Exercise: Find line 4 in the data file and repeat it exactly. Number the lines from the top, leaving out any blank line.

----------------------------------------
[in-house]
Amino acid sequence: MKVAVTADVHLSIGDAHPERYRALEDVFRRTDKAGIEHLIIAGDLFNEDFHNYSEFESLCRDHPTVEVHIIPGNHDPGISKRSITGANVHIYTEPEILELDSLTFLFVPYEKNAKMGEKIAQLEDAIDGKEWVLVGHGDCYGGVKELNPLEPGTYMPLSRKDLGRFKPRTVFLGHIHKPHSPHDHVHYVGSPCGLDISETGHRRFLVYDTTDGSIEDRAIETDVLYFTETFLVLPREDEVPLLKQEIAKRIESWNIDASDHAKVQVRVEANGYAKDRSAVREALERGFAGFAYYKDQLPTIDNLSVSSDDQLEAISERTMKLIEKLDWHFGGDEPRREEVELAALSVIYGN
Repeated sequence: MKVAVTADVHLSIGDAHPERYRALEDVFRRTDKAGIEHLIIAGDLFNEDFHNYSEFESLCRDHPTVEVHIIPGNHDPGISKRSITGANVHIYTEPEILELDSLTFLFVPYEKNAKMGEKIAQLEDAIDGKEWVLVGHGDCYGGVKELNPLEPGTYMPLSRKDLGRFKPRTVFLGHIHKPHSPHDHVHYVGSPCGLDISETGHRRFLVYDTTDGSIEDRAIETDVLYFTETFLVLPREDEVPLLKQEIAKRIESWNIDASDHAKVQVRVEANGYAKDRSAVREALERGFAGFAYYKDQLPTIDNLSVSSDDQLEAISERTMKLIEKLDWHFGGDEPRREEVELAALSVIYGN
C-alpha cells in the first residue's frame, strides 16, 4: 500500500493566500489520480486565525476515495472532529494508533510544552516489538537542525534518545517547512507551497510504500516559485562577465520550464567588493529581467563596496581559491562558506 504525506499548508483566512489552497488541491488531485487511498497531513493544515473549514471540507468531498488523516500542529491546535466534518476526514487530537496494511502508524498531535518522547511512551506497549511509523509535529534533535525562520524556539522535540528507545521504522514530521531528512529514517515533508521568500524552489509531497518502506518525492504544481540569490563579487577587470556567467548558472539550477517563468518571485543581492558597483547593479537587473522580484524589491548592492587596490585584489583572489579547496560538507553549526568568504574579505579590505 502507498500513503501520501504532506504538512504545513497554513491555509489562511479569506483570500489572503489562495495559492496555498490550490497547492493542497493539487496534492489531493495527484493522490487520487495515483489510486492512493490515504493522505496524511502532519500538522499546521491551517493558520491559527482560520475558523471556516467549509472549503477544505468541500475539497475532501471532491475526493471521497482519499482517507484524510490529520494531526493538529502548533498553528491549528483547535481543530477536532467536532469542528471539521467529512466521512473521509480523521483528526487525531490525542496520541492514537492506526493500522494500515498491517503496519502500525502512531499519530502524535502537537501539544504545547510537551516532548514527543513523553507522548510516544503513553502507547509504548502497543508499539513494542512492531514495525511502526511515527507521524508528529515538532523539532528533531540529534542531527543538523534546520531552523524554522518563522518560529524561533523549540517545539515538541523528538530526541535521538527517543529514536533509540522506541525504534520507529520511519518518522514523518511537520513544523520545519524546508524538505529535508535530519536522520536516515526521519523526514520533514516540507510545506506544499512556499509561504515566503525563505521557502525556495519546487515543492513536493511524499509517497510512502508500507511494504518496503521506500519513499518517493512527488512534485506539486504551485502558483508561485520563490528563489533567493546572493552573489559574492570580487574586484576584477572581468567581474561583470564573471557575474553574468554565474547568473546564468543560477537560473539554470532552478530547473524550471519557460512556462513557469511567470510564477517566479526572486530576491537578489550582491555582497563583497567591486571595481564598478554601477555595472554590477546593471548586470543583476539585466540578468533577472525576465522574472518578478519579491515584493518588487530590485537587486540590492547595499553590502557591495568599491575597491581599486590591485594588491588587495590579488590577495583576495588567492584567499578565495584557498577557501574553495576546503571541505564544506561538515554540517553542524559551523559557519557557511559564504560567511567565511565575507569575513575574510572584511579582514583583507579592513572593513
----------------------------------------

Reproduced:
C-alpha cells in the first residue's frame, strides 16, 4: 500500500493566500489520480486565525476515495472532529494508533510544552516489538537542525534518545517547512507551497510504500516559485562577465520550464567588493529581467563596496581559491562558506 504525506499548508483566512489552497488541491488531485487511498497531513493544515473549514471540507468531498488523516500542529491546535466534518476526514487530537496494511502508524498531535518522547511512551506497549511509523509535529534533535525562520524556539522535540528507545521504522514530521531528512529514517515533508521568500524552489509531497518502506518525492504544481540569490563579487577587470556567467548558472539550477517563468518571485543581492558597483547593479537587473522580484524589491548592492587596490585584489583572489579547496560538507553549526568568504574579505579590505 502507498500513503501520501504532506504538512504545513497554513491555509489562511479569506483570500489572503489562495495559492496555498490550490497547492493542497493539487496534492489531493495527484493522490487520487495515483489510486492512493490515504493522505496524511502532519500538522499546521491551517493558520491559527482560520475558523471556516467549509472549503477544505468541500475539497475532501471532491475526493471521497482519499482517507484524510490529520494531526493538529502548533498553528491549528483547535481543530477536532467536532469542528471539521467529512466521512473521509480523521483528526487525531490525542496520541492514537492506526493500522494500515498491517503496519502500525502512531499519530502524535502537537501539544504545547510537551516532548514527543513523553507522548510516544503513553502507547509504548502497543508499539513494542512492531514495525511502526511515527507521524508528529515538532523539532528533531540529534542531527543538523534546520531552523524554522518563522518560529524561533523549540517545539515538541523528538530526541535521538527517543529514536533509540522506541525504534520507529520511519518518522514523518511537520513544523520545519524546508524538505529535508535530519536522520536516515526521519523526514520533514516540507510545506506544499512556499509561504515566503525563505521557502525556495519546487515543492513536493511524499509517497510512502508500507511494504518496503521506500519513499518517493512527488512534485506539486504551485502558483508561485520563490528563489533567493546572493552573489559574492570580487574586484576584477572581468567581474561583470564573471557575474553574468554565474547568473546564468543560477537560473539554470532552478530547473524550471519557460512556462513557469511567470510564477517566479526572486530576491537578489550582491555582497563583497567591486571595481564598478554601477555595472554590477546593471548586470543583476539585466540578468533577472525576465522574472518578478519579491515584493518588487530590485537587486540590492547595499553590502557591495568599491575597491581599486590591485594588491588587495590579488590577495583576495588567492584567499578565495584557498577557501574553495576546503571541505564544506561538515554540517553542524559551523559557519557557511559564504560567511567565511565575507569575513575574510572584511579582514583583507579592513572593513